Compassion in Action!

Emergency-Preparedness and Disaster-Response
Communications Support for the Peninsula & Beyond.

Why is Radio of Hope involved in a project of this nature? Service! While Jesus did say that His
Kingdom "was not of this world" (John 18:36) that doesn't mean that His people are never to be
concerned with the issues that surround or disrupt daily life for their fellow human beings. Christ took
a personal interest in men and women while He lived on this earth.
We go about doing good, even as He did.
Persons impacted by man-made or natural disaster (whether large or small) are opportunities for the Kingdom
to be seen in a loving and practical manner. However, there is no religious requirement for Oly-Comm
membership. If you care about people we are happy to have you working together with us! Our radio operators
are community-service minded individuals who are willing to be helpful when practical needs arise. 

Radio operators (especially neighborhood leaders depending upon FRS radio capabilities), overlapping within
other public-service, private agencies, NPREP, CPREP and Amateur Radio are encouraged for purposes of
broad interoperability. Additional frequencies to carry vital information during times of congestion and stress...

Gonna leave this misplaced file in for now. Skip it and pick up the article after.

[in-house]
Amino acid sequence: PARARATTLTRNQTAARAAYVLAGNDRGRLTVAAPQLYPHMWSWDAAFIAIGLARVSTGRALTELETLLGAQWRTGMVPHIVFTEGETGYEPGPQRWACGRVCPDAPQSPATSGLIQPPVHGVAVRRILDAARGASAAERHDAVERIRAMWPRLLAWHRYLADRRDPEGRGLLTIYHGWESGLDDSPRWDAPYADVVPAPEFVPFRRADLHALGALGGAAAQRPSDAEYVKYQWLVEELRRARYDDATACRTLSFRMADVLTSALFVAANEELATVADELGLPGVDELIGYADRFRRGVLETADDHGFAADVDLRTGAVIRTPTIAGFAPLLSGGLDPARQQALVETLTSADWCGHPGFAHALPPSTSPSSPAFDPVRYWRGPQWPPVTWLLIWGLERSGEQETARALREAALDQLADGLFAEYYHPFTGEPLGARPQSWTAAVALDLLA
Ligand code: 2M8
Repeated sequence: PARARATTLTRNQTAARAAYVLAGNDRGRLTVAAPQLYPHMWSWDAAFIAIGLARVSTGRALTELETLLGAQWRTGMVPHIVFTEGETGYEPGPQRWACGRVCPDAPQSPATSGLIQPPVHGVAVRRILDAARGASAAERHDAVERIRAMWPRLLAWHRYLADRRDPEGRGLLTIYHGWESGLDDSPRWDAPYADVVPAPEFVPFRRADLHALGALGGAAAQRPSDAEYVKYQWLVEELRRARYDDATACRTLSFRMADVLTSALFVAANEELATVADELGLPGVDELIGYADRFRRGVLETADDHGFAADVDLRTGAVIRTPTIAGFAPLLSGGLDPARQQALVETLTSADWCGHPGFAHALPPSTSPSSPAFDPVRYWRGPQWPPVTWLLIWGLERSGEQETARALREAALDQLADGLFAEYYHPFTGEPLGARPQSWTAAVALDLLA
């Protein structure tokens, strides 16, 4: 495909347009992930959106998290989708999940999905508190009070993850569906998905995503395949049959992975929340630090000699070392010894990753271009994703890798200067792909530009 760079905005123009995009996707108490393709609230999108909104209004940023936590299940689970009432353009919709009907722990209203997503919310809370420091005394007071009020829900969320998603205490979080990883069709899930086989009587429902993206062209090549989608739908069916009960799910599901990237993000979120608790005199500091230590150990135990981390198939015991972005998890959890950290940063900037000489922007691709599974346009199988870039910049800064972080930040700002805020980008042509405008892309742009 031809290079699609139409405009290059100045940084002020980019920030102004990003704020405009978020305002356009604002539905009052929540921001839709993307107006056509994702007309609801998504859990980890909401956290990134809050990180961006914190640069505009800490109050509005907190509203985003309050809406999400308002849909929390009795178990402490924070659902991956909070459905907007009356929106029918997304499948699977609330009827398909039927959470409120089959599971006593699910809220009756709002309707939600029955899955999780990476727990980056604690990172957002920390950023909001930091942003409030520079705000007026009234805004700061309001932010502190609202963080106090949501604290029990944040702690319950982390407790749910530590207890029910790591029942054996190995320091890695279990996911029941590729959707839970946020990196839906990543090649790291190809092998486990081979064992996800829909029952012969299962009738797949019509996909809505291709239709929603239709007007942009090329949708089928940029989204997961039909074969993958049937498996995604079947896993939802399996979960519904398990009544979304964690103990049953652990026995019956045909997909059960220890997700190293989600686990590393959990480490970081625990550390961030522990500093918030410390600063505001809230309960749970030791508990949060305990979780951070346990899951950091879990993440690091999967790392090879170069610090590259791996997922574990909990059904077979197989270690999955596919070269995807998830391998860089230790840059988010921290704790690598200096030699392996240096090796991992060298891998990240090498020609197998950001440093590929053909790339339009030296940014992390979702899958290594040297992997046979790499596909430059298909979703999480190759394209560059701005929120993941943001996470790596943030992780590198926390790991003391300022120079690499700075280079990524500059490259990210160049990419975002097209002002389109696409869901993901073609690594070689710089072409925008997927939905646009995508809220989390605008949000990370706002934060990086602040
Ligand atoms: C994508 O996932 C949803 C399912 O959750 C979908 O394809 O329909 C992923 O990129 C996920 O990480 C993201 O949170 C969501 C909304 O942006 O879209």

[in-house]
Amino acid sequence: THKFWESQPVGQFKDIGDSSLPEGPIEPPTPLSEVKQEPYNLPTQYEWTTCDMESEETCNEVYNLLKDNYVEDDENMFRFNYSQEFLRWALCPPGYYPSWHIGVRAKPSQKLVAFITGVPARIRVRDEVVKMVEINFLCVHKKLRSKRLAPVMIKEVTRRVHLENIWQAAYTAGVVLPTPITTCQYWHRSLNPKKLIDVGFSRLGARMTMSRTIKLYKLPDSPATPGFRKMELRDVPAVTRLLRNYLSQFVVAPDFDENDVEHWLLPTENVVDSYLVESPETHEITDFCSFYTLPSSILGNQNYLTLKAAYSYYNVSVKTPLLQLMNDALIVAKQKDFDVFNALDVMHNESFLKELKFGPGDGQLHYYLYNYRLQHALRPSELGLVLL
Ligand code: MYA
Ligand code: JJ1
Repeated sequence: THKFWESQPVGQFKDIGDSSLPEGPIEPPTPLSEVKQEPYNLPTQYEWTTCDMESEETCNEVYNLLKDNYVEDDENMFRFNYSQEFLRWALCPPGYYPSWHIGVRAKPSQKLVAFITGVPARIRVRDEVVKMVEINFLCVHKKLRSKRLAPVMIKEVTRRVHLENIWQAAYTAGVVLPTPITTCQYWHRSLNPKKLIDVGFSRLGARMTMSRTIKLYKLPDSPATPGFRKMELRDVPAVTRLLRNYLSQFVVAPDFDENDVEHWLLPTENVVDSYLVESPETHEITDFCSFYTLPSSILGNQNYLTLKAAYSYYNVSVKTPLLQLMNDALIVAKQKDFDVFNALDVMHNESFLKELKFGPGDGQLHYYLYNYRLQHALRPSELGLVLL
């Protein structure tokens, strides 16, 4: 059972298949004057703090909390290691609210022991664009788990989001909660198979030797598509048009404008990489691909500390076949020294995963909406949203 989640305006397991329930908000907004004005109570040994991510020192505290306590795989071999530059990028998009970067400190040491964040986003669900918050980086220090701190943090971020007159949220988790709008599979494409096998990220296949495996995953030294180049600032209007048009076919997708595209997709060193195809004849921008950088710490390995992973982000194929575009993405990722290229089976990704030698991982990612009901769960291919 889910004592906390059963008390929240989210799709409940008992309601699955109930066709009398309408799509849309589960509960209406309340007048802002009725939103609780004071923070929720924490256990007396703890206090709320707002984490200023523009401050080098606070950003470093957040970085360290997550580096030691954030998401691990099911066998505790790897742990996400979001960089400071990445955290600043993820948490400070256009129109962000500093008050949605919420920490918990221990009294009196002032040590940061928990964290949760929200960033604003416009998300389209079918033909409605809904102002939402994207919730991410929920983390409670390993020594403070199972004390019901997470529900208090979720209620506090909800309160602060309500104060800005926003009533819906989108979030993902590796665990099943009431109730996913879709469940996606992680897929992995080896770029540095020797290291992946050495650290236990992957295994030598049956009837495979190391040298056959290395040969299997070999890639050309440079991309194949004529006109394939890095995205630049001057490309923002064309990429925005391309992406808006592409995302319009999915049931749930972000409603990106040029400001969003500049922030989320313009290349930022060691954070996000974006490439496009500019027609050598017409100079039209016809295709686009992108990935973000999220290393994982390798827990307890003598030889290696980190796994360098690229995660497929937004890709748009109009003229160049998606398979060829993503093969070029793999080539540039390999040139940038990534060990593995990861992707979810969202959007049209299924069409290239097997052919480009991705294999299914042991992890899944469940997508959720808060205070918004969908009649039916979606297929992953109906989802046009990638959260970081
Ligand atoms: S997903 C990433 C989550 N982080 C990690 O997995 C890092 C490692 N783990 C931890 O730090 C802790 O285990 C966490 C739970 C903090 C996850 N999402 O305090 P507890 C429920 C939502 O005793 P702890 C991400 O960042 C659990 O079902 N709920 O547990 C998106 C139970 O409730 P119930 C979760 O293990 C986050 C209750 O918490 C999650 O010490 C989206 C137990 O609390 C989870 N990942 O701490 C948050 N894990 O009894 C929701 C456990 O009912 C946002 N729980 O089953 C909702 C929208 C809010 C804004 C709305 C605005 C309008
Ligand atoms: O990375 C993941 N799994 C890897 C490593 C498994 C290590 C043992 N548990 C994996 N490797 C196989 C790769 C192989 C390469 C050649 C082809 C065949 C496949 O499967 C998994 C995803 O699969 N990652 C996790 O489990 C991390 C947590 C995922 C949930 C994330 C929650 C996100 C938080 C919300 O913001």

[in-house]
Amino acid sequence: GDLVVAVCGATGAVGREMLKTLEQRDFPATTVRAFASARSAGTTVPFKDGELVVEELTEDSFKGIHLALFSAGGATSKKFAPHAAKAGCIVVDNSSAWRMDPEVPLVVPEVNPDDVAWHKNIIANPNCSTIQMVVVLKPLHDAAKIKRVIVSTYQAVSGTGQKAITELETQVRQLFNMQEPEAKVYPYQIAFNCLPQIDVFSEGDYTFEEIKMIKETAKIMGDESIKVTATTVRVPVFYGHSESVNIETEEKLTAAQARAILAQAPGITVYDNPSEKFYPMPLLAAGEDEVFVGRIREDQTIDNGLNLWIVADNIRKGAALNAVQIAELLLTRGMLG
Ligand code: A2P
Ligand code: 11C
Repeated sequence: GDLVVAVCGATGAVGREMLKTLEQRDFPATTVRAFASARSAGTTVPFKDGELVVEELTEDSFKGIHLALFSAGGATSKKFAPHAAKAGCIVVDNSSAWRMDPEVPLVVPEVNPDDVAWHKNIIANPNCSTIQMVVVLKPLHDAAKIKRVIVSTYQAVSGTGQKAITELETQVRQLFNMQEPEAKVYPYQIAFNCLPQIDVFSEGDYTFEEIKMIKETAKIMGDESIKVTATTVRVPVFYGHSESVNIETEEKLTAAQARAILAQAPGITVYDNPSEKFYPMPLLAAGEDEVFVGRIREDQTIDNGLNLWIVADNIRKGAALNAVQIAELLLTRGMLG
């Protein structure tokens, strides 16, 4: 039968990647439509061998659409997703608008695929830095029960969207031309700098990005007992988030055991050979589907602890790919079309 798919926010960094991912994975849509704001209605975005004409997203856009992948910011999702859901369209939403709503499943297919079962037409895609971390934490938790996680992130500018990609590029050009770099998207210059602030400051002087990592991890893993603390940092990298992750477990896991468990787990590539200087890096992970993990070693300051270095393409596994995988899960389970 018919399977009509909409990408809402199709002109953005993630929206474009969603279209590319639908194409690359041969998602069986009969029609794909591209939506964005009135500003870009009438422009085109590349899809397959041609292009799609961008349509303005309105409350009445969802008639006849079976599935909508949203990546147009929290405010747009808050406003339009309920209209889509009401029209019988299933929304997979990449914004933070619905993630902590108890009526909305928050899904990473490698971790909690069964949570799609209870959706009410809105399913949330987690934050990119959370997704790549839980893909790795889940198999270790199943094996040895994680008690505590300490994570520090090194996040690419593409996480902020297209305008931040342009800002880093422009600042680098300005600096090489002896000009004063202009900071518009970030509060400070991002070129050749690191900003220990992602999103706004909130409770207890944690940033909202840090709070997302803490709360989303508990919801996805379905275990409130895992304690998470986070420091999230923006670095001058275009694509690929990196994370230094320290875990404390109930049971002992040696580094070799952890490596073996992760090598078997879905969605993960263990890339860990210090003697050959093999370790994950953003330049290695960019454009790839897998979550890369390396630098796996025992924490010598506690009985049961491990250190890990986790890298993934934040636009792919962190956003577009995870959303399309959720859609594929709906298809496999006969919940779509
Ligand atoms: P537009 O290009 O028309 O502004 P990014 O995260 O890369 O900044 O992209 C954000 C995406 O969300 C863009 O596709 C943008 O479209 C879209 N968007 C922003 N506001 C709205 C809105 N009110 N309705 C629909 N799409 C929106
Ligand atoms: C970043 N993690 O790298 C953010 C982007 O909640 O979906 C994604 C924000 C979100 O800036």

who can argue with that? The question remains... is always helpful

Can there ever be too many backups?

Send E-Mail Here.

In the event that you have not had much experience with repeater-based, UHF-FM, two-way
radio systems, some basic configuration details are presented below. Knowing what to expect, by
way of system performance, will assist all operators in acheiving their best usage.

Documents outlining Operational Protocols are here.

As can be seen from this image the ability to communicate over significant distances, and to overcome
local obstacles to a sufficient response, is accomplished with the proper system design. The radio
service in which this installation is licensed is the General Mobile Radio Service (GMRS) which began
as the "Class A Citizens Radio Service" with roots dating back to the late 1940s & early 50s. Bearing little
resemblance to the 27 MHz "Class D CB Radio Service", so popular (and frustrating) in the 1970s & 80s,